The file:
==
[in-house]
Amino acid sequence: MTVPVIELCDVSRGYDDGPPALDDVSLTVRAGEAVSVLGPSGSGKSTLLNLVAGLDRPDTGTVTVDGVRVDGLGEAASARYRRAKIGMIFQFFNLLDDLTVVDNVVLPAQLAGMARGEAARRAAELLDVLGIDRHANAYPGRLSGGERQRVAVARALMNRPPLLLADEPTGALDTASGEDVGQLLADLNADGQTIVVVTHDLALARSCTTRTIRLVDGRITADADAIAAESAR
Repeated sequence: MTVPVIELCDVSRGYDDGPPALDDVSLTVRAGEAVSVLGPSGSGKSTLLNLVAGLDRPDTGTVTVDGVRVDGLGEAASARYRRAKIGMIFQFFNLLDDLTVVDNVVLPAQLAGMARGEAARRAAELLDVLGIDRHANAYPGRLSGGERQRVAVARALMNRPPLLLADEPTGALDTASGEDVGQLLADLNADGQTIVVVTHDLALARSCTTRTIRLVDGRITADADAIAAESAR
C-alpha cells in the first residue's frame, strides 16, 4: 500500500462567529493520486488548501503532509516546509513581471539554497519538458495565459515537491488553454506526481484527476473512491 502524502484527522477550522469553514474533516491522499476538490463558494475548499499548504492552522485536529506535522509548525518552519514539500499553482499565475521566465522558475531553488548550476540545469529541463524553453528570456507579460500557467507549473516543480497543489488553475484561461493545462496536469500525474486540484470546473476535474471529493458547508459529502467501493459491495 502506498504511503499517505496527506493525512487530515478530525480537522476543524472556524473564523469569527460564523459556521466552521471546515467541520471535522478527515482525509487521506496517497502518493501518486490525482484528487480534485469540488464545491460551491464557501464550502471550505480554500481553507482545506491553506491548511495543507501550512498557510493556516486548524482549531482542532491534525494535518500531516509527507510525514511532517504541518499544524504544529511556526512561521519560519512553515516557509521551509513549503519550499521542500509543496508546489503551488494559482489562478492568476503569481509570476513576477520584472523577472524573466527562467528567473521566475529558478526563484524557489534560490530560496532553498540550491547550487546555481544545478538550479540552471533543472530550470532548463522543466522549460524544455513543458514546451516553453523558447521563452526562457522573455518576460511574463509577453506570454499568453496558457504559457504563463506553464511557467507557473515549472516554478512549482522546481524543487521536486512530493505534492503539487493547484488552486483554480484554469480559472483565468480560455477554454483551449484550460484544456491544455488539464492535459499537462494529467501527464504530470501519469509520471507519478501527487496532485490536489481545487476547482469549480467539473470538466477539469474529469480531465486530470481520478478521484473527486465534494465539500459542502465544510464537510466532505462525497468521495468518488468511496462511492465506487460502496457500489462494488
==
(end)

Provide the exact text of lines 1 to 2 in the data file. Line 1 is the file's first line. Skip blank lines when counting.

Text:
[in-house]
Amino acid sequence: MTVPVIELCDVSRGYDDGPPALDDVSLTVRAGEAVSVLGPSGSGKSTLLNLVAGLDRPDTGTVTVDGVRVDGLGEAASARYRRAKIGMIFQFFNLLDDLTVVDNVVLPAQLAGMARGEAARRAAELLDVLGIDRHANAYPGRLSGGERQRVAVARALMNRPPLLLADEPTGALDTASGEDVGQLLADLNADGQTIVVVTHDLALARSCTTRTIRLVDGRITADADAIAAESAR